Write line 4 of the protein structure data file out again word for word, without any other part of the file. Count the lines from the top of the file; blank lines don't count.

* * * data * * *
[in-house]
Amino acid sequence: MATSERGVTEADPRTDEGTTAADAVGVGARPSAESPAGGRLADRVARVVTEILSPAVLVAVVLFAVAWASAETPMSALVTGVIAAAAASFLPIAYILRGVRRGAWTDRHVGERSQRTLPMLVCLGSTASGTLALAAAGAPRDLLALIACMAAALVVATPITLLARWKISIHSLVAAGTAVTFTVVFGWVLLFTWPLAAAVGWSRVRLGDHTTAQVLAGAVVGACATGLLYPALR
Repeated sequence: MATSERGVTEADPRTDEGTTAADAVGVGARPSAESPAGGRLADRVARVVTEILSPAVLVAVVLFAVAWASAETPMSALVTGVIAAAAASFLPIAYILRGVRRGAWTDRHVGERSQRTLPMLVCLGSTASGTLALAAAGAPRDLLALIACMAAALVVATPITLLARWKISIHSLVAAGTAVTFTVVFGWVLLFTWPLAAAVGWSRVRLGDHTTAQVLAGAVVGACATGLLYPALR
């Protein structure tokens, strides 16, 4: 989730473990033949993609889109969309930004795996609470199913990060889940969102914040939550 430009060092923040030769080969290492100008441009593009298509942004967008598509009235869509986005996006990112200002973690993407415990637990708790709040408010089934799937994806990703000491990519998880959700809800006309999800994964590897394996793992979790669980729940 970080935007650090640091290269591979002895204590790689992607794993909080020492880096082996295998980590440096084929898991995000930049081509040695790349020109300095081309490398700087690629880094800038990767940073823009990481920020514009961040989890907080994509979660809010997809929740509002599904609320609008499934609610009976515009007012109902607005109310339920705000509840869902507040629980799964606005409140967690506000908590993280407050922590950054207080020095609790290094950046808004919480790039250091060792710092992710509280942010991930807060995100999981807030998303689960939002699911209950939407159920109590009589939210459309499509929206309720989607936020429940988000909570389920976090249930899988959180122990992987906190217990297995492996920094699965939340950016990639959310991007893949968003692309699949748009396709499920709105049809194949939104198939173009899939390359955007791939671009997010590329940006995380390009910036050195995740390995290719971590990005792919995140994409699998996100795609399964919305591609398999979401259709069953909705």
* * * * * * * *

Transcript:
């Protein structure tokens, strides 16, 4: 989730473990033949993609889109969309930004795996609470199913990060889940969102914040939550 430009060092923040030769080969290492100008441009593009298509942004967008598509009235869509986005996006990112200002973690993407415990637990708790709040408010089934799937994806990703000491990519998880959700809800006309999800994964590897394996793992979790669980729940 970080935007650090640091290269591979002895204590790689992607794993909080020492880096082996295998980590440096084929898991995000930049081509040695790349020109300095081309490398700087690629880094800038990767940073823009990481920020514009961040989890907080994509979660809010997809929740509002599904609320609008499934609610009976515009007012109902607005109310339920705000509840869902507040629980799964606005409140967690506000908590993280407050922590950054207080020095609790290094950046808004919480790039250091060792710092992710509280942010991930807060995100999981807030998303689960939002699911209950939407159920109590009589939210459309499509929206309720989607936020429940988000909570389920976090249930899988959180122990992987906190217990297995492996920094699965939340950016990639959310991007893949968003692309699949748009396709499920709105049809194949939104198939173009899939390359955007791939671009997010590329940006995380390009910036050195995740390995290719971590990005792919995140994409699998996100795609399964919305591609398999979401259709069953909705």